Tag:KevinDurant
Posted on: January 28, 2010 11:53 am
Edited on: January 28, 2010 7:45 pm
 

All-Star Reserves (UPDATE)

First of all, as Charles Barkley would say, I love the seven first-time selections. All-Star weekend is badly in need of some juice, and I think there's a good chance that some of these first-timers -- Deron Williams, Derrick Rose, Rajon Rondo -- will provide some of the weekend's most memorable moments.

I know this is a knee-jerk sports world and we're supposed to fight about everything, but I don't have enormous problems with the coaches' selections. In the East, they picked Rose and Al Horford over my picks -- David Lee and Josh Smith. I disagree on Horford; Smith is the Hawks' most important player after Joe Johnson, and Horford doesn't play enough minutes to be an All-Star. Lee deserves to be there, too. Being based in New York, I have more than my share of chances to watch him bust his behind on a talent-less team. Rose? I don't have any problem with him being an All-Star. He'll be great to watch in an All-Star Game. Guys like Rose understand the moment and know how to rise to it.

In the West, I only differed with the coaches on one selection: They chose Zach Randolph; I chose Chauncey Billups. If I met with every coach who chose Randolph and we debated outside some NBA locker room, I don't think anybody would win. Z-Bo is having a great year on a surprisingly competitive team. Billups remains the glue that keeps the Nuggets together. I'll take the No. 2 pick in that draft and be happy.

In making my picks, I used the same criteria the coaches are instructed to use: select seven reserves, ranked 1-7 for weighting purposes, according to the following positional breakdown: center, two forwards, two guards, and two wild cards.


Here were my picks -- with the coaches' alternative in parentheses, where applicable:

East

1. Chris Bosh, F, Toronto: The "other" 2010 free agent went into the season determined to put up huge numbers, which he is. Bosh's steady play also is a big reason for the Raptors' recent resurgence.

2. Rajon Rondo, G, Boston: Nothing against Kevin Garnett or Ray Allen, but Rondo may have surpassed both of them as the most important Celtic after Paul Pierce.

3. Josh Smith, F, Atlanta (Coaches picked Derrick Rose): Defense, shot-blocking, scoring -- J-Smoove does it all, except take too many 3-pointers. He's eliminated that annoying aspect of his game and deserves to be rewarded.

4. Gerald Wallace, F (wild card), Charlotte: This is a tough call between Wallace and Danny Granger. I'll give the nod to Wallace because of defense and team success.

5. David Lee, C, Knicks (Coaches picked Al Horford): It's time to stop attributing Lee's machine-like double-double production to Mike D'Antoni's system and recognize that there's nothing wrong with being one of the best pick-and-roll big men in the league.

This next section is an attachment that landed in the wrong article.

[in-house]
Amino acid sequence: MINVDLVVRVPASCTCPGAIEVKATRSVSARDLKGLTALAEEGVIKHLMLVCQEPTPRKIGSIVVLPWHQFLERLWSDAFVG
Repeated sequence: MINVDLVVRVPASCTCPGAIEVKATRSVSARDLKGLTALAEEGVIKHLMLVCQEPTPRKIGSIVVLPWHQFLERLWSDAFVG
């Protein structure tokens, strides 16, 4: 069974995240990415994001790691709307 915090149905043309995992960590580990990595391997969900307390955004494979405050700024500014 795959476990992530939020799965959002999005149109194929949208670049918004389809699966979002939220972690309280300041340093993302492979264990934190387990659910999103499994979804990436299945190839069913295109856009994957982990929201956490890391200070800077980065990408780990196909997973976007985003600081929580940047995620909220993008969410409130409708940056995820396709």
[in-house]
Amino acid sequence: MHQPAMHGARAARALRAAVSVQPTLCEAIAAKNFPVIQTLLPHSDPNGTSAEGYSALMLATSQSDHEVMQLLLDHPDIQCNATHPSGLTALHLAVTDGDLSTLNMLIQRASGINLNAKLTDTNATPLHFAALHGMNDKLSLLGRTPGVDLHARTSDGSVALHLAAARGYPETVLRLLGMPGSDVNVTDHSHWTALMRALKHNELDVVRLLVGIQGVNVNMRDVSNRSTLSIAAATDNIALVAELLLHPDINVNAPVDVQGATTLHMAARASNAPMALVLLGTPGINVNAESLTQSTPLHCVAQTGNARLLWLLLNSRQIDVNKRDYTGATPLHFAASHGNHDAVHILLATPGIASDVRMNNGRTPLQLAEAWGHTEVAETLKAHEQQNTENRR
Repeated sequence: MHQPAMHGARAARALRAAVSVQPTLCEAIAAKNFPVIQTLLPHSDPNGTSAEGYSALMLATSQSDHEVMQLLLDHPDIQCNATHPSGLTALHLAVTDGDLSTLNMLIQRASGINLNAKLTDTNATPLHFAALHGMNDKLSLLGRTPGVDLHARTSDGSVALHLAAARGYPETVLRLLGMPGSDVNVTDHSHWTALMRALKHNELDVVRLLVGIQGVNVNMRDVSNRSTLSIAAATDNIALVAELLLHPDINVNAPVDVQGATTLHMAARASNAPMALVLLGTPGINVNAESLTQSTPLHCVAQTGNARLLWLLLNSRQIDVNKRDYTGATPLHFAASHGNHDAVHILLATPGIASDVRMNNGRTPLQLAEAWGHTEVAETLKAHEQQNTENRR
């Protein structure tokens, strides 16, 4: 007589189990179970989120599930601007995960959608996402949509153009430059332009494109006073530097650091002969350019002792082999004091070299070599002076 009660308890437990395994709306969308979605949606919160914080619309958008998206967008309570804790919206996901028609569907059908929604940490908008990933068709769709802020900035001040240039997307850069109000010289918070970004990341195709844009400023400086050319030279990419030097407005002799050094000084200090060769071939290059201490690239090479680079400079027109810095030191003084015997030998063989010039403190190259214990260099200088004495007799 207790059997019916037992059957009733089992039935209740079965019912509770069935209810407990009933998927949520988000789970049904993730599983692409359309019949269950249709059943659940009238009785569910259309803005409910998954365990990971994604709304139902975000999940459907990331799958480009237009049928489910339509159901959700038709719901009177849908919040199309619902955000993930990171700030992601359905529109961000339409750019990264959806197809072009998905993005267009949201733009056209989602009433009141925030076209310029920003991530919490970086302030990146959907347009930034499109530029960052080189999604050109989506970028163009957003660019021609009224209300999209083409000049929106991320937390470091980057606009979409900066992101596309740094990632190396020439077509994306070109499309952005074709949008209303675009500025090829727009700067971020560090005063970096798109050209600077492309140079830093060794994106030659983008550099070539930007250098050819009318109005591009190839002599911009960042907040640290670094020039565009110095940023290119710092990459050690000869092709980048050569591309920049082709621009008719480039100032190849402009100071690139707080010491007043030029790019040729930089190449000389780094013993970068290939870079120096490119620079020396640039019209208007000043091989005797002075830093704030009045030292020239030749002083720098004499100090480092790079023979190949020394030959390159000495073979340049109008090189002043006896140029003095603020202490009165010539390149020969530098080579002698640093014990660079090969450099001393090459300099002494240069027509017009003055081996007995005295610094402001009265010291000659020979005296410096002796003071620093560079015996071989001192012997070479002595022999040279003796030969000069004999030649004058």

6. Joe Johnson, G, Atlanta: Johnson should send a thank-you gift to Jamal Crawford, whose ability to absorb some of the end-of-quarter/end-of-game scoring load has kept Johnson fresh.

7. Paul Pierce, F (wild card), Boston: Rondo makes the Celtics' engine go, but Pierce is still the closer -- one of the best in the league at both ends of the floor.


West


1. Dirk Nowitzki, F, Dallas: Still playing at an MVP level and never gets the recognition he deserves.

2. Chris Paul, G, New Orleans: In terms of statistics and overall talent, the best point guard in the league.

3. Brandon Roy, G, Portland: With all of Portland's injuries -- including Roy's own balky hamstring of late -- this budding superstar deserves credit for keeping the Blazers afloat.

4. Chauncey Billups, G (wild card), Denver (Coaches picked Zach Randolph): We take Mr. Big Shot for granted because he's so consistent, but remember: He's consistently great. Monta Ellis deserves serious consideration here or for one of the wild-card spots, but there are simply too many great guards in the West for him to break through.

5. Pau Gasol, C, Lakers: Despite missing a big chunk of the season, Gasol has played enough to warrant an All-Star nod. When he's on the floor, he's among the most gifted and impactful big men in the league. Gasol or Randolph? I'll take Gasol.

6. Kevin Durant, F, Oklahoma City: We knew he could score, but now KD is emerging as a much improved defender and leader.

7. Deron Williams, G (wild card), Utah: This is why there's no room for Randolph on my squad, despite his solid 20-point, 11-rebound averages on a much improved Memphis team. D-Will is too good -- and the Jazz's recent resurgence too notable to overlook -- for one of the top point guards in the NBA to continue to get overlooked.

 
 
 
 
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